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Archaeology: Citing references

A guide to finding information in archaeology. Includes links to key resources and sources of help.

Whenever you refer to another person's work in your own essay, dissertation or article you must acknowledge them and give full details of your source. You risk being accused of plagiarism if you fail to do so.

The Department of Archaeology uses the Harvard style, and recommends that the best model is any article in the journal Antiquity. Detailed examples are given in the undergraduate and taught postgraduate programme handbooks.

For general information on referencing, including an explanation of different citation systems, and guidance on citing specific types of publication, see our Citing references guide.

For help with citing specific types of publication contact your liaison librarian.

For advice on using references in your work, and how to use them to support your arguments, consult the guidance on the Study Advice website or make an appointment with them.

Get help from your liaison librarian

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Judith Fox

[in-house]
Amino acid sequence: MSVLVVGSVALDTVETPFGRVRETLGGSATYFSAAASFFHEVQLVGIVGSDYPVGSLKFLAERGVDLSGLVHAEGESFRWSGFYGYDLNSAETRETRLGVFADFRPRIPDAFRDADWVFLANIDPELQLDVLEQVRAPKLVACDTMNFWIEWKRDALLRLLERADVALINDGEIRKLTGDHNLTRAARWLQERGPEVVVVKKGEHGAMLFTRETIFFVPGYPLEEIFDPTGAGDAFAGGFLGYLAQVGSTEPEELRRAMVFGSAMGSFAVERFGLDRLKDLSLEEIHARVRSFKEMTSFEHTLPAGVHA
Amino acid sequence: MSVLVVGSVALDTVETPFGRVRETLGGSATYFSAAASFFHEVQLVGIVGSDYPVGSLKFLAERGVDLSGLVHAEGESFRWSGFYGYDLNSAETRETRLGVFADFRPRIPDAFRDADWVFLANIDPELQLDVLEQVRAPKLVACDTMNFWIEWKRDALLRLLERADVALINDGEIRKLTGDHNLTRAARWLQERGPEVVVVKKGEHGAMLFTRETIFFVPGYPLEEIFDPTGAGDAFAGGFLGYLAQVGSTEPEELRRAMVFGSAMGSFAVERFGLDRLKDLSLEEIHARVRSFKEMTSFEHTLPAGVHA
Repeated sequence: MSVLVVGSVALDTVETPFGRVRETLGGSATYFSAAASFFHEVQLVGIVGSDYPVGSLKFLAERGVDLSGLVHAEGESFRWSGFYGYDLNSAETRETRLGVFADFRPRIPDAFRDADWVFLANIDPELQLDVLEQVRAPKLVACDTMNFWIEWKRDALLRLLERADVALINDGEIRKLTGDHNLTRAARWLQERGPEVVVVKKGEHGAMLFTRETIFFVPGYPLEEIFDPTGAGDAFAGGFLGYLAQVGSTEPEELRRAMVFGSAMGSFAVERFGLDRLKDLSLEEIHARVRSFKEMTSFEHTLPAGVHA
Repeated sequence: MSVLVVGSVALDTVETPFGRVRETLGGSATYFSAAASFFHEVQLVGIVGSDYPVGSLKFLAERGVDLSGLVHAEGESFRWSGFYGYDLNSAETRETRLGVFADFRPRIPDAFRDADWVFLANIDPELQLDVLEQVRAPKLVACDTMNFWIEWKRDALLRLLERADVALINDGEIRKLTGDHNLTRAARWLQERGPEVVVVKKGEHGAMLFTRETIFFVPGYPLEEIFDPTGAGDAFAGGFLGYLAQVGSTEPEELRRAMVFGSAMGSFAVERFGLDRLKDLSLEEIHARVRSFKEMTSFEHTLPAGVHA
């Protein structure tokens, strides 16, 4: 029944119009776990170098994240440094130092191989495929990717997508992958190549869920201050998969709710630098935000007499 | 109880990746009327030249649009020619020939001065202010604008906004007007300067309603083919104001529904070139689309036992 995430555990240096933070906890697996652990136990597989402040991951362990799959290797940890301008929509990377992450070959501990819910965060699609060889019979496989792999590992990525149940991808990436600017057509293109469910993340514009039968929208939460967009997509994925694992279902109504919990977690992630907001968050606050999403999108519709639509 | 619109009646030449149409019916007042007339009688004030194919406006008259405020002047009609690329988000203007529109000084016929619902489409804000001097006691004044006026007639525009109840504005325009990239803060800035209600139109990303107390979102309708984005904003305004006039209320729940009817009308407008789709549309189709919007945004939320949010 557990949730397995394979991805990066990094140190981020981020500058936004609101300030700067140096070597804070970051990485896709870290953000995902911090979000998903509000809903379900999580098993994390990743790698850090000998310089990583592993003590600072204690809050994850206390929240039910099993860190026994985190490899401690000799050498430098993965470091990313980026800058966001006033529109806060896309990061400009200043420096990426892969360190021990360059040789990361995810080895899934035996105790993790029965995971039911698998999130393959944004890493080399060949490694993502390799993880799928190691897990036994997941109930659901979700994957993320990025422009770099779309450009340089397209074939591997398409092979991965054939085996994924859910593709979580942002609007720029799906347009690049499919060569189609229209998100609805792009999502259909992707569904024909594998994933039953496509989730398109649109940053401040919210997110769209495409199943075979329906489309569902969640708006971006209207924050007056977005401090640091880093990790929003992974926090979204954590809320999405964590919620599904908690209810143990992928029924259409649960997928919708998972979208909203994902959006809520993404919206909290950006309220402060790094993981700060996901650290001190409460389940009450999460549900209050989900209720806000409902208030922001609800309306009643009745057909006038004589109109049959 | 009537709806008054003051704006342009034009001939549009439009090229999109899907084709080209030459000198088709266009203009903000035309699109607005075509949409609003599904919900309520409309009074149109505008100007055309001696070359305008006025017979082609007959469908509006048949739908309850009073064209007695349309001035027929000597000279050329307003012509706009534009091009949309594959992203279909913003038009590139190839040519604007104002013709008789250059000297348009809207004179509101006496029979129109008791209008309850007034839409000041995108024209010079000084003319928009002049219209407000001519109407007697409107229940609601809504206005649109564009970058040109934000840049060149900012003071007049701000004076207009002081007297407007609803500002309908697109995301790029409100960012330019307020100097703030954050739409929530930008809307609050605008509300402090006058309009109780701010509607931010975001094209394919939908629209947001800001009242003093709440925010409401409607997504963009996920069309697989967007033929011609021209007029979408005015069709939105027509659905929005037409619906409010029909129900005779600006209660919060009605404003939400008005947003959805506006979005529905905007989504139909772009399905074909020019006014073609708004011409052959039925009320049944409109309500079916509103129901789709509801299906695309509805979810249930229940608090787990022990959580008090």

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Please contact me for support on finding information, referencing, using resources and a whole host of other things. If you have a query please contact me via email and I'll get right back to you.
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EndNote

EndNote logoWhen you do your dissertation you could consider using EndNote to manage your references. This bibliographic management package can be used to store references, and then insert the citation in your Word document, automatically building the bibliography for you in the correct style.

Find out more on our EndNote webpages:

For information on other options for electronic management of your references see our guide to Managing references: